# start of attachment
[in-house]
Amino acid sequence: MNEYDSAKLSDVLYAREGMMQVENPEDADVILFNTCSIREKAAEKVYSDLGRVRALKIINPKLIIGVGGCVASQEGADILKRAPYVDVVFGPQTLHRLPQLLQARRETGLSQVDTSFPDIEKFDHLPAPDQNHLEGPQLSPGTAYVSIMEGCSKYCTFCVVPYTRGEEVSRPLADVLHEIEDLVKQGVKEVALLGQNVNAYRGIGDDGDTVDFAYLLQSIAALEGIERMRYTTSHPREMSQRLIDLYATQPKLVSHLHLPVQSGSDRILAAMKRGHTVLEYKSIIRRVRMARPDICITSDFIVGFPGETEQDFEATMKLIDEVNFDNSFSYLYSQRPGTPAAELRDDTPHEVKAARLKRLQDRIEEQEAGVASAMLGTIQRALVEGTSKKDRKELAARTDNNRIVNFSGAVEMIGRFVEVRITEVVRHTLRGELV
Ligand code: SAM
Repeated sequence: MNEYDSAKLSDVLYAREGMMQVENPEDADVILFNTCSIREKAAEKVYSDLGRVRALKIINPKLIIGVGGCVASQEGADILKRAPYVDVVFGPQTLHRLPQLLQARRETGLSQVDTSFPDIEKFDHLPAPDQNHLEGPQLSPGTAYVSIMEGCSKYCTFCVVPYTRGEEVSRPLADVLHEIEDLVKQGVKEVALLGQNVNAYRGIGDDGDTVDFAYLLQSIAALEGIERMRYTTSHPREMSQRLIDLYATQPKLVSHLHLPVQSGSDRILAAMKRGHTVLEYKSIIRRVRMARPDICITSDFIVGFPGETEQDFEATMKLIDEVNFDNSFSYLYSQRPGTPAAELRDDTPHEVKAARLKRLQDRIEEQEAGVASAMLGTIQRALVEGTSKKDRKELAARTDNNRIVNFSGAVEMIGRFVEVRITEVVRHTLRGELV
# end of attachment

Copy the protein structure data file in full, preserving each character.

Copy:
[in-house]
Amino acid sequence: MNEYDSAKLSDVLYAREGMMQVENPEDADVILFNTCSIREKAAEKVYSDLGRVRALKIINPKLIIGVGGCVASQEGADILKRAPYVDVVFGPQTLHRLPQLLQARRETGLSQVDTSFPDIEKFDHLPAPDQNHLEGPQLSPGTAYVSIMEGCSKYCTFCVVPYTRGEEVSRPLADVLHEIEDLVKQGVKEVALLGQNVNAYRGIGDDGDTVDFAYLLQSIAALEGIERMRYTTSHPREMSQRLIDLYATQPKLVSHLHLPVQSGSDRILAAMKRGHTVLEYKSIIRRVRMARPDICITSDFIVGFPGETEQDFEATMKLIDEVNFDNSFSYLYSQRPGTPAAELRDDTPHEVKAARLKRLQDRIEEQEAGVASAMLGTIQRALVEGTSKKDRKELAARTDNNRIVNFSGAVEMIGRFVEVRITEVVRHTLRGELV
Ligand code: SAM
Repeated sequence: MNEYDSAKLSDVLYAREGMMQVENPEDADVILFNTCSIREKAAEKVYSDLGRVRALKIINPKLIIGVGGCVASQEGADILKRAPYVDVVFGPQTLHRLPQLLQARRETGLSQVDTSFPDIEKFDHLPAPDQNHLEGPQLSPGTAYVSIMEGCSKYCTFCVVPYTRGEEVSRPLADVLHEIEDLVKQGVKEVALLGQNVNAYRGIGDDGDTVDFAYLLQSIAALEGIERMRYTTSHPREMSQRLIDLYATQPKLVSHLHLPVQSGSDRILAAMKRGHTVLEYKSIIRRVRMARPDICITSDFIVGFPGETEQDFEATMKLIDEVNFDNSFSYLYSQRPGTPAAELRDDTPHEVKAARLKRLQDRIEEQEAGVASAMLGTIQRALVEGTSKKDRKELAARTDNNRIVNFSGAVEMIGRFVEVRITEVVRHTLRGELV